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Martynas Maciulevičius06:06:10

Today I found a use for update-keys function. Finally.

(user-login-info-by-email [_ email]
        {:email email})
This code replaces keys such as :user_name to :user-name and the map db-to-non-db-attr-names contains this:
{:user_name :user-name}

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Martynas Maciulevičius08:06:44

Actually the update-keys may be faster in some places where I know that the updated map is almost always has less entries than the upadted key count. Because these are the same operations but rename-keys works by iterating through the renamed key map and not the item itself :thinking_face: But other than that there is little difference in my current usecase :thinking_face:

Martynas Maciulevičius06:06:47

Well... I tried. But update-keys uses transient code at least. And no, I didn't want to change my keys dynamically. I know what they are.

Ashwin Bhaskar07:06:08

hi all, has any one used this library for consuming from Kafka? I could not find an API in it to consume from a partition starting from a given offset. Maybe I missed it?


We’re using kinsky, which is just a wrapper for the java api so you may have more luck there


Looks like you have to use seek to specify offset for the consumer

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Ken Allen20:06:54

we heavily use kafka from clojure at work and we don’t bother with any of the wrappers. less stuff to learn if you just use the kafka api directly. embrace the platform!

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Noah Bogart12:06:47

Clojure’s design question: why aren't evaluated symbols always specifying the Var? Which is to say, there’s the issue of referencing a function in a map that's bound to a var (with def) and then reevaluating the function definition, the map holds a reference to the previous definition, so to make it work intuitively, you use #' to reference the var instead. I haven’t tried, but i suspect this applies not just to functions but to all types.


I suspect the performance consideration is at play. Every time you call a var, the var is first deref'ed and then the resulting function is called.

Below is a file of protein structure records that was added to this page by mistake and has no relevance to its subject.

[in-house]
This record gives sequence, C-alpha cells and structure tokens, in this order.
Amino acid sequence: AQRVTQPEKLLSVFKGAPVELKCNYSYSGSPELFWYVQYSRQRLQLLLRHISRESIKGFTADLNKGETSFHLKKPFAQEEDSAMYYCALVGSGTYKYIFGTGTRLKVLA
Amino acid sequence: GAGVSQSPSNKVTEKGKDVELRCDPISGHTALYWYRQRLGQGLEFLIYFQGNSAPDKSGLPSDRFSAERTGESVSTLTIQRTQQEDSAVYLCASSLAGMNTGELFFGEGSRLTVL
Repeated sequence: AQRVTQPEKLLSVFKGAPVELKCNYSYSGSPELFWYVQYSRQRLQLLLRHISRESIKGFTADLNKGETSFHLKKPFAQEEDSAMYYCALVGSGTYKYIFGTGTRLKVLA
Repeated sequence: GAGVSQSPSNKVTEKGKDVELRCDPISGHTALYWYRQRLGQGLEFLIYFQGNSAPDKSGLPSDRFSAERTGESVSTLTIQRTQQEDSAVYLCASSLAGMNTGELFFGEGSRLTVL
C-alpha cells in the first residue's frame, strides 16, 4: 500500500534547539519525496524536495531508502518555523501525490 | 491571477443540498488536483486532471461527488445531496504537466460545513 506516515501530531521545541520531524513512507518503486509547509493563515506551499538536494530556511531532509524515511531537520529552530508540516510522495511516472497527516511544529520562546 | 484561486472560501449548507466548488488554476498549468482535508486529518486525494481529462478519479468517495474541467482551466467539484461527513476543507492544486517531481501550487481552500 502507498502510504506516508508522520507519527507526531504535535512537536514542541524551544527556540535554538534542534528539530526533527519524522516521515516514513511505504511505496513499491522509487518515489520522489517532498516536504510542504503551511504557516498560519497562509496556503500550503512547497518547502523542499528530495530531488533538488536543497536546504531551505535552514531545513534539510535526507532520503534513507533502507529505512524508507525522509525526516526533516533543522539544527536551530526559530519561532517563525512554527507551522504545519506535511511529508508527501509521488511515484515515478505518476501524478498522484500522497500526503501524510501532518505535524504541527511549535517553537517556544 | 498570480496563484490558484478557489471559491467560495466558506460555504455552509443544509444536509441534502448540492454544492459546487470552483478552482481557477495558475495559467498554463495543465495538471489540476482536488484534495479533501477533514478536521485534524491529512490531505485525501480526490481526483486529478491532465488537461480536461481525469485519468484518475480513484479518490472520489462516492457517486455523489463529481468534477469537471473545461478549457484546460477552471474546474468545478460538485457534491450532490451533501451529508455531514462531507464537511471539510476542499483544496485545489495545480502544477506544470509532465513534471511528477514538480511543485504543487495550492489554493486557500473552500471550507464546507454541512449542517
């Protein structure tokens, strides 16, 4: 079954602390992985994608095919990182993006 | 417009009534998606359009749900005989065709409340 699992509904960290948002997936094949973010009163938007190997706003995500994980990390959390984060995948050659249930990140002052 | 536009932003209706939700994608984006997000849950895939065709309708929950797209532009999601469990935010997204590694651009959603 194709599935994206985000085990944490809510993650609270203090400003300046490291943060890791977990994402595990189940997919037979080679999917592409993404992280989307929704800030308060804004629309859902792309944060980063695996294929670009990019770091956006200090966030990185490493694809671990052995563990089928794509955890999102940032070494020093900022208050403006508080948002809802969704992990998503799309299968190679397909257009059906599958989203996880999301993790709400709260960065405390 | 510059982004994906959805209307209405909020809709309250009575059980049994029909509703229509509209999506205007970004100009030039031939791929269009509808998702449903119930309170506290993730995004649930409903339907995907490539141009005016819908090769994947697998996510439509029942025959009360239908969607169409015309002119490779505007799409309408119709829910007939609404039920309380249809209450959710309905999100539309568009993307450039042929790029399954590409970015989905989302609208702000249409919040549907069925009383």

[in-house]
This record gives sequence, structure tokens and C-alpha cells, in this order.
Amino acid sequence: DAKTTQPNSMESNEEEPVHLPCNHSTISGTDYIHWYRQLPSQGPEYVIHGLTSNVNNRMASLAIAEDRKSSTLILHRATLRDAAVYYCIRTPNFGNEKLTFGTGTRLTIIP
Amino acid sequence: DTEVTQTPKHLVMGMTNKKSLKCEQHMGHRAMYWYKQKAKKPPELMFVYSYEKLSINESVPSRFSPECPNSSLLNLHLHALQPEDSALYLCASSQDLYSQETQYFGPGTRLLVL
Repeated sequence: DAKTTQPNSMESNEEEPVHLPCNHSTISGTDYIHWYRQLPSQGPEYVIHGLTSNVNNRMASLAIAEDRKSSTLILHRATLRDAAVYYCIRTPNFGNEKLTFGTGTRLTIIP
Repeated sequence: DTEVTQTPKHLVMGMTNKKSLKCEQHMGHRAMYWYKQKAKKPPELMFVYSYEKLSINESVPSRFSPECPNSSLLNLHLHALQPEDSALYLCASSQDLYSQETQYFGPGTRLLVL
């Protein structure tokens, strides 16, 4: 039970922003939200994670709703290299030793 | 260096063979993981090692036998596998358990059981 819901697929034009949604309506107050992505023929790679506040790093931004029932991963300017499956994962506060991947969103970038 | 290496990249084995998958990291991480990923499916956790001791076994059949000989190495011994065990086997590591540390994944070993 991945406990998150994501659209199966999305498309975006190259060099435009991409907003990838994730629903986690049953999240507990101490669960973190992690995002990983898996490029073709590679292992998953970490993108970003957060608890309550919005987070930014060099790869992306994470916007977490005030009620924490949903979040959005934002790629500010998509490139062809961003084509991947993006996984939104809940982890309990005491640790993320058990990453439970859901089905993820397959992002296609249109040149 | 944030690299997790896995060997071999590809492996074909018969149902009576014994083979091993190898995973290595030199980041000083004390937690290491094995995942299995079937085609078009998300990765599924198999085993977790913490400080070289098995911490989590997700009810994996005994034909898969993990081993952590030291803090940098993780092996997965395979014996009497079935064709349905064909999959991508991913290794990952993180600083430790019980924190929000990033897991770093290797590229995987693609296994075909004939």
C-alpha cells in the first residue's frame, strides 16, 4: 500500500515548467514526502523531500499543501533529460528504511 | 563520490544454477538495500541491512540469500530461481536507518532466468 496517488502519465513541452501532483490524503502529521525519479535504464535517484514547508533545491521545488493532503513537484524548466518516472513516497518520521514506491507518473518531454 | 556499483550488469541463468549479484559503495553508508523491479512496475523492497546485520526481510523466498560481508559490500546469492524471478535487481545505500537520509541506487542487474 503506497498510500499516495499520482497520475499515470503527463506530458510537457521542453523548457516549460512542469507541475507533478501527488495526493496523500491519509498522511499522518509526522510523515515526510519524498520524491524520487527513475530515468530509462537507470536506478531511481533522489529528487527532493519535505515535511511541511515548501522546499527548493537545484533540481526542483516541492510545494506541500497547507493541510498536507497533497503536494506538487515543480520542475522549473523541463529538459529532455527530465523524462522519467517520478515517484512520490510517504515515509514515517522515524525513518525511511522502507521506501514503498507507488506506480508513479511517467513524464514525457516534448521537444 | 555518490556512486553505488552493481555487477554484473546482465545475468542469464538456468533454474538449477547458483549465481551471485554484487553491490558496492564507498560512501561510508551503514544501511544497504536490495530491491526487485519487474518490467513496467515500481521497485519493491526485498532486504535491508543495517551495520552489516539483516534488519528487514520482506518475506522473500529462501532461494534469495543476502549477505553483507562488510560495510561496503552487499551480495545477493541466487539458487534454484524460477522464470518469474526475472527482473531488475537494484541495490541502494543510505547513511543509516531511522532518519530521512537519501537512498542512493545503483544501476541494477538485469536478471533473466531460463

Noah Bogart13:06:51

Yeah, that is probably the reason. I wonder if it would be possible, with the help of hindsight, to implement it such that there's no deref necessary for vars

Joshua Suskalo15:06:53

in order to allow you to perform repl-driven updates to values there must be a pointer deref in there somewhere. Doing it with vars just makes it controlled and allows it to interact well with the namespace system. I don't think that you could realistically have your cake and eat it too with lower indirection but also more reloadability by default without doing graph tracking to re-evaluate all code that depends on a var when you re-evaluate the var definition.

Noah Bogart16:06:14

yeah, i'm not sure exactly. I thought common lisp was able to handle this, but I don't have cl set up on this machine so I can't test it out

Joshua Suskalo16:06:32

The CL situation is actually strikingly similar to Clojure, except that instead of storing values and functions on vars, they store them on symbols, which are interned in CL like keywords are in Clojure. Symbols are container objects that store a value and a function on them and are associated with a specific package, and so in cases where you want to pass a function that will be updated, you just pass the symbol. You then grab the function by calling symbol-function and then call funcall on that object. In places where code doesn't take symbols and just takes function objects you return the function object with #' and it has the exact same problem as Clojure does with stale definitions.

Noah Bogart16:06:10